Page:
TWI Industrial Member Report Summary 930/2009
Steel catenary risers (SCRs) are used in deepwater oil and gas developments to transfer produced fluids from the seabed to surface facilities. SCRs can be subject to fatigue loading from a variety of sources including wave and tidal motion, vortex induced vibration (VIV) and operating loads. When the produced fluids are sour (ie contain water and H2S), higher fatigue crack growth rates (FCGRs) are expected and therefore shorter overall life compared with performance in air, as a result of sulphide stress cracking (SSC). Successful design is critically dependent on the availability of appropriate experimental data to quantify the extent to which fatigue lives are reduced, and rates of fatigue crack growth are increased in a sour environment.
Fatigue tests carried out at TWI on X65 pipeline steel have shown that crack growth rates in a sour environment can be 100 times higher than in air (Holtam and Baxter, 2008). Tests have also illustrated a possible crack depth dependence whereby shallower flaws (up to 4mm deep) appear to grow faster than deeper flaws subject to the same value of stress intensity factor range (?K). In these sour tests there appeared to be three distinct regimes of behaviour as crack depth increased. For relatively shallow flaws (up to 3-4mm) crack growth rates were approximately constant (although there was roughly a factor of three variation between the two tests). As crack depth increased to approximately 6mm the crack growth rate decreased, by approximately an order of magnitude. For crack depths of greater than 6mm, the crack growth rate remained constant for the remainder of the test. There are several possible explanations for this observed effect, for example a difference in crack tip chemistry, reduced crack closure in the shallow crack regime, or an influence of bulk hydrogen charging on material behaviour close to the specimen surface.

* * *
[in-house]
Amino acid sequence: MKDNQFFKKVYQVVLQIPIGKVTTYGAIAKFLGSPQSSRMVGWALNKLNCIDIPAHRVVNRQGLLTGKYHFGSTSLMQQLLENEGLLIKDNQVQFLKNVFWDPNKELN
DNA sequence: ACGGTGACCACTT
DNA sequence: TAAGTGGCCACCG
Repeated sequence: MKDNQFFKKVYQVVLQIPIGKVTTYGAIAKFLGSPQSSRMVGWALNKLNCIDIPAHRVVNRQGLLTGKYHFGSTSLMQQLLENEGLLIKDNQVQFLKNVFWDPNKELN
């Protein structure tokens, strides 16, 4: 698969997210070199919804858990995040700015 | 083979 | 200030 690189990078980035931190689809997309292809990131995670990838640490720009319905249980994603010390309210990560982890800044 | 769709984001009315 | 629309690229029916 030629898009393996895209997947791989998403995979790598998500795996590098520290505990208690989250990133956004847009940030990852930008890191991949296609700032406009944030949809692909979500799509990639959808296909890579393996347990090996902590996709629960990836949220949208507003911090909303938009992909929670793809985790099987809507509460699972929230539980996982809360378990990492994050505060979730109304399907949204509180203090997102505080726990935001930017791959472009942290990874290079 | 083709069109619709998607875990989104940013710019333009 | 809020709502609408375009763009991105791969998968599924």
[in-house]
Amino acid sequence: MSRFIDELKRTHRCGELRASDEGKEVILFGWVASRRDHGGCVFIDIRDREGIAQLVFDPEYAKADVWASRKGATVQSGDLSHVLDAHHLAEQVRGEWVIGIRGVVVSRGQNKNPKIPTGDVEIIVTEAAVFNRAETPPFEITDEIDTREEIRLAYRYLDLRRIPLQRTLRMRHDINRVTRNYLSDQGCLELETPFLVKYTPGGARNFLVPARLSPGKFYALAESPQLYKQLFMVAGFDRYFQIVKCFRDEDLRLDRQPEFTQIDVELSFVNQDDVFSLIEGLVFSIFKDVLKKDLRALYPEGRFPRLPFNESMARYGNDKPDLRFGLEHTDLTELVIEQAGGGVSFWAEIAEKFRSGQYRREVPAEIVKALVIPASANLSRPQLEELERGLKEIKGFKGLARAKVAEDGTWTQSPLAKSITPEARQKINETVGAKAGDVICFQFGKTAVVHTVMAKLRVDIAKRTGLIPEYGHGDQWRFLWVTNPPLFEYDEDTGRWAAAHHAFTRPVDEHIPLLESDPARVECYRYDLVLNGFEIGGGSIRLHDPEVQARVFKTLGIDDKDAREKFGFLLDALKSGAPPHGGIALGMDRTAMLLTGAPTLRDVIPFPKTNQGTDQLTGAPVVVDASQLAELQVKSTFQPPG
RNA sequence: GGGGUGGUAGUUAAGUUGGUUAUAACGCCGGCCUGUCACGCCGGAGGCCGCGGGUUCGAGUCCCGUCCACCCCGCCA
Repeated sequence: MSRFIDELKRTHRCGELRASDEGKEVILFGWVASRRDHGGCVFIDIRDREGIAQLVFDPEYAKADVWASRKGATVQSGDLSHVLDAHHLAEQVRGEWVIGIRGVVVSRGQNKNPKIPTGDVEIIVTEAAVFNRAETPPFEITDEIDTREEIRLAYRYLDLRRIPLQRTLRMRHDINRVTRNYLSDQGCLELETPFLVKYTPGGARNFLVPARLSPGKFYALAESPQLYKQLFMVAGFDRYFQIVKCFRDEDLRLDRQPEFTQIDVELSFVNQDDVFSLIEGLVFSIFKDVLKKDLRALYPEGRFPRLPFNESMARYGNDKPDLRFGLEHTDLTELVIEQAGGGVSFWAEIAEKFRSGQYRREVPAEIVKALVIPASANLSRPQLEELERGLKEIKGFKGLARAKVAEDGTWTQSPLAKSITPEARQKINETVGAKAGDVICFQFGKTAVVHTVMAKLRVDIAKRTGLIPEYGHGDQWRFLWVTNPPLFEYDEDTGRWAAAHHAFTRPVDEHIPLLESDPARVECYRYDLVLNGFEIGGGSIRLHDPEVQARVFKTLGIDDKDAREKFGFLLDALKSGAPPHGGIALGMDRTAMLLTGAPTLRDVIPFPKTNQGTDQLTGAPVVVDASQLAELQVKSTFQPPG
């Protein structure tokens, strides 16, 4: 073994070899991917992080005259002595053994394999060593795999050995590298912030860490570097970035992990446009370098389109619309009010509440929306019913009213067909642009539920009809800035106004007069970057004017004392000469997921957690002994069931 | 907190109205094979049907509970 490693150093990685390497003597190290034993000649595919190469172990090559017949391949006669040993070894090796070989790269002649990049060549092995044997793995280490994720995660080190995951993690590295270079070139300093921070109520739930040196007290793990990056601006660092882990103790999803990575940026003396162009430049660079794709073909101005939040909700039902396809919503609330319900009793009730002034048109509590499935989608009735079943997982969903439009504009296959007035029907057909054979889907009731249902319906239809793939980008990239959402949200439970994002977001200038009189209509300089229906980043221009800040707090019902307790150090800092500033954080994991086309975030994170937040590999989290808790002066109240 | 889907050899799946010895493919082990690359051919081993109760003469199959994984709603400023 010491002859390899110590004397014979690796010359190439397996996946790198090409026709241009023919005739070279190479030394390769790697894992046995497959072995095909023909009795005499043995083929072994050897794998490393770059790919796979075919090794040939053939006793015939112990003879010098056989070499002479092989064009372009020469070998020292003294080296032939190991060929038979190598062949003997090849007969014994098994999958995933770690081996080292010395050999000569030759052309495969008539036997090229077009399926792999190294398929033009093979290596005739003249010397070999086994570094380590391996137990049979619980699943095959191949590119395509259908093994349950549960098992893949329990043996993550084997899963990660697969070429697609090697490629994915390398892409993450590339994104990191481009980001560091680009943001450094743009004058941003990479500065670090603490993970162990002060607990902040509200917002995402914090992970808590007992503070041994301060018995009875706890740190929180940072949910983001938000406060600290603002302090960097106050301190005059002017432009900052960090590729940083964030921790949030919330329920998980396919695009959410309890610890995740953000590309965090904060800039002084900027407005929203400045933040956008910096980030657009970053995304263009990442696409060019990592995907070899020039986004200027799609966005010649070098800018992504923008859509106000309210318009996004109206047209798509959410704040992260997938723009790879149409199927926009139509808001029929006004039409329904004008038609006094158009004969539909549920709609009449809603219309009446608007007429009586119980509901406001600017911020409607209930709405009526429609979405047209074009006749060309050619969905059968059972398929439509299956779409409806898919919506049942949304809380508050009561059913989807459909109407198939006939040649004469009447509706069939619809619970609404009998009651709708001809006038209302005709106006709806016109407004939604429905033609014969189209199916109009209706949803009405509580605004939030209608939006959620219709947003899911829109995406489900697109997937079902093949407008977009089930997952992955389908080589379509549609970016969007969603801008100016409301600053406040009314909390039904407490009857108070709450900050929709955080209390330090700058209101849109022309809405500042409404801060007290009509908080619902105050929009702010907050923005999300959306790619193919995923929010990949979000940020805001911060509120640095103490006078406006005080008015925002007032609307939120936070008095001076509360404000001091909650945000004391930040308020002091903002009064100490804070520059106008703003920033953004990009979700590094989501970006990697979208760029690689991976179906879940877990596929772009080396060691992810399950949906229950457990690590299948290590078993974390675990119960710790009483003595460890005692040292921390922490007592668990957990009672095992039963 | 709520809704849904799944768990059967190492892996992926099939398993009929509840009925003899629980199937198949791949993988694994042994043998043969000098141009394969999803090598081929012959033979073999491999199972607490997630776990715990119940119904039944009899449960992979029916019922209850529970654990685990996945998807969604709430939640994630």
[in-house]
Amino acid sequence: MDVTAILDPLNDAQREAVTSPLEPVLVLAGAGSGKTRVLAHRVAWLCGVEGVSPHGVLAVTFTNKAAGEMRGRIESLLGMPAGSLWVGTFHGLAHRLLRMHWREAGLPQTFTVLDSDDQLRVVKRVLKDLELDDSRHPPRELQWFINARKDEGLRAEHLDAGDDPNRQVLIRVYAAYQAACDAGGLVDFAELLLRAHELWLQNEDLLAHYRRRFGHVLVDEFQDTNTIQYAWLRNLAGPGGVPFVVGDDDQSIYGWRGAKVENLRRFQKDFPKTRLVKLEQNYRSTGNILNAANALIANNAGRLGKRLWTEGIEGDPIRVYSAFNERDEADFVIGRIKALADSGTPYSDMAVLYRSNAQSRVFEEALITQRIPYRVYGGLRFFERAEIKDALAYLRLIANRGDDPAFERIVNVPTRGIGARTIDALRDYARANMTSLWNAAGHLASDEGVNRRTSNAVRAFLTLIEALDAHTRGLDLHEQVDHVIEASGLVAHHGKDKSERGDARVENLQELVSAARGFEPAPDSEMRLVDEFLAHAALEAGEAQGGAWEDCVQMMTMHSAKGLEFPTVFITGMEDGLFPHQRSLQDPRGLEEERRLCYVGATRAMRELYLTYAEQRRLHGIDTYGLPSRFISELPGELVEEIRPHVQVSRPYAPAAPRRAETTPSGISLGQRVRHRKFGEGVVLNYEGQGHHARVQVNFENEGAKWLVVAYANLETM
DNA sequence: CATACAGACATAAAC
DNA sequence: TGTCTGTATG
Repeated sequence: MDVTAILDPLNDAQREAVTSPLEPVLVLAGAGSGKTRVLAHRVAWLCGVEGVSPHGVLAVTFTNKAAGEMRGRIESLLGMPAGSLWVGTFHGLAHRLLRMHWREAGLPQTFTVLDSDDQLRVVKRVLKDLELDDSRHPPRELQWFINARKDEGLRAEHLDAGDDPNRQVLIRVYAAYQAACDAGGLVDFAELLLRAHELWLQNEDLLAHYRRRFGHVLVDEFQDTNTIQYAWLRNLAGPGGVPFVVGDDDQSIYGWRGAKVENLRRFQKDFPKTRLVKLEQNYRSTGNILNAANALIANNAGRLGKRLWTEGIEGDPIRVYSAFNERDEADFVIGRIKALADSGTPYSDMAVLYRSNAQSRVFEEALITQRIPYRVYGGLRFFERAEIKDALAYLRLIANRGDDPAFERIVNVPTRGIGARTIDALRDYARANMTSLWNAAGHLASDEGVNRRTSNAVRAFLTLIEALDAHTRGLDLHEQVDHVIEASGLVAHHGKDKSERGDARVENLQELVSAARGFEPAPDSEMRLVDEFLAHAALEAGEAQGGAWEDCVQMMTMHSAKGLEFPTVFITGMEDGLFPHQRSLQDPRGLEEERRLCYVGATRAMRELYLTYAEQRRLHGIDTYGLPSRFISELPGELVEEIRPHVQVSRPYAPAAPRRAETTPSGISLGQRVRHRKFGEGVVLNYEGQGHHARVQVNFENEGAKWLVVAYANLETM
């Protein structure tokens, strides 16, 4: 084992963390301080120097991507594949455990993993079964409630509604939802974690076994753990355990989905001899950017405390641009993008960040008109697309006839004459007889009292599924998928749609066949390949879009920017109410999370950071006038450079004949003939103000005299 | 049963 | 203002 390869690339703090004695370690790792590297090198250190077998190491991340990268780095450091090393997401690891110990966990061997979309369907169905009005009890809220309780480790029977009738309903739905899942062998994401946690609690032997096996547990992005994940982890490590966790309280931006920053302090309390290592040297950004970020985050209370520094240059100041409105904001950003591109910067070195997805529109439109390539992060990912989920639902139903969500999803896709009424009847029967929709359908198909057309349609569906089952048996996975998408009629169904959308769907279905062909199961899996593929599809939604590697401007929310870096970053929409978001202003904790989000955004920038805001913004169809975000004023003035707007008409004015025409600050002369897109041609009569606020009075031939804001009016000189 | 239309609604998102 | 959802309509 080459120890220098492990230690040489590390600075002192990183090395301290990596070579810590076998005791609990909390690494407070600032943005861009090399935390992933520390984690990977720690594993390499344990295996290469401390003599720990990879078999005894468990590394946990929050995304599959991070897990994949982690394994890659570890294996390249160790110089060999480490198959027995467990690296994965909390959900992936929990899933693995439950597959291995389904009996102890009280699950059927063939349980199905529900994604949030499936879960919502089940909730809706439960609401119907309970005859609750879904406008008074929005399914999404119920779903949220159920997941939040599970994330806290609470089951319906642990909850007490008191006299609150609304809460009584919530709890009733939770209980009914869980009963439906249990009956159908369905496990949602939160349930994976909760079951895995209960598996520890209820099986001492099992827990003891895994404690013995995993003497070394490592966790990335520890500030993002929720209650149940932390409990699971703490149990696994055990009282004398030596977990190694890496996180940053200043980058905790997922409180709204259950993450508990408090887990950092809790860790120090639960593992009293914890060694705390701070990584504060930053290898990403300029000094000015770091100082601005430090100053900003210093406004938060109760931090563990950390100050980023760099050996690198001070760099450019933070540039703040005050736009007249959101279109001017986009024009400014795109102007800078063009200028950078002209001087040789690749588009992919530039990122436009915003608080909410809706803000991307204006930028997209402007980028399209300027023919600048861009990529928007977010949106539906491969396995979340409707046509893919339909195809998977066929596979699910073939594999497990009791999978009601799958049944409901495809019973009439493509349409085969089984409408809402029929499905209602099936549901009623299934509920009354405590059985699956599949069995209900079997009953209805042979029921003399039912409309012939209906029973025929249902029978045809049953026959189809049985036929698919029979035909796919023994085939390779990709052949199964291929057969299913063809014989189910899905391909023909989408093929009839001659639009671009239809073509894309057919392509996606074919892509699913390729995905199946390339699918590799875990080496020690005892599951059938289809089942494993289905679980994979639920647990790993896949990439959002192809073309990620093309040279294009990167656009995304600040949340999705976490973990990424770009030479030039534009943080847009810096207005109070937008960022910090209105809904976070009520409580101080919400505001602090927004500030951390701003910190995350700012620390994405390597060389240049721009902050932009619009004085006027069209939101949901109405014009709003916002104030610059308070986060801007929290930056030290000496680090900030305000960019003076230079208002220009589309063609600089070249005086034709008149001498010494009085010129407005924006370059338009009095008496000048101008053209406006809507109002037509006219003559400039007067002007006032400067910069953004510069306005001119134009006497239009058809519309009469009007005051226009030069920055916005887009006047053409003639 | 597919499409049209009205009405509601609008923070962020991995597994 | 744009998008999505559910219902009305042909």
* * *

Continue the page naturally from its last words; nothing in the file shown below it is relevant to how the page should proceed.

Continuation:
Examination of the specimen fracture surfaces suggested higher FCGRs at the specimen edges than at the centre (Holtam and Baxter, 2008). Together with the observation that crack growth rates were also higher when the entire crack front was close to the top face of the specimen, this suggests that bulk hydrogen charging effects are dominating (ie hydrogen charging of the steel is dominated by absorption from the external surfaces of the specimen rather than at the crack tip, and a lower concentration of hydrogen exists in the centre of the specimen than at the specimen edges). However, neither crack closure effects nor differences in crack tip chemistry can be ruled out.
- Determine experimental shallow crack test data to quantify the fatigue crack growth behaviour of a C-Mn pipeline steel in a sour environment.
- Investigate the influence of loading conditions, crack depth, specimen geometry, pre-soak and coating configuration on the fatigue crack growth behaviour of a C-Mn pipeline steel in a sour environment.
- Evaluate test methods for generating FCGR data in a sour environment to ensure that experimental test data are appropriately conservative.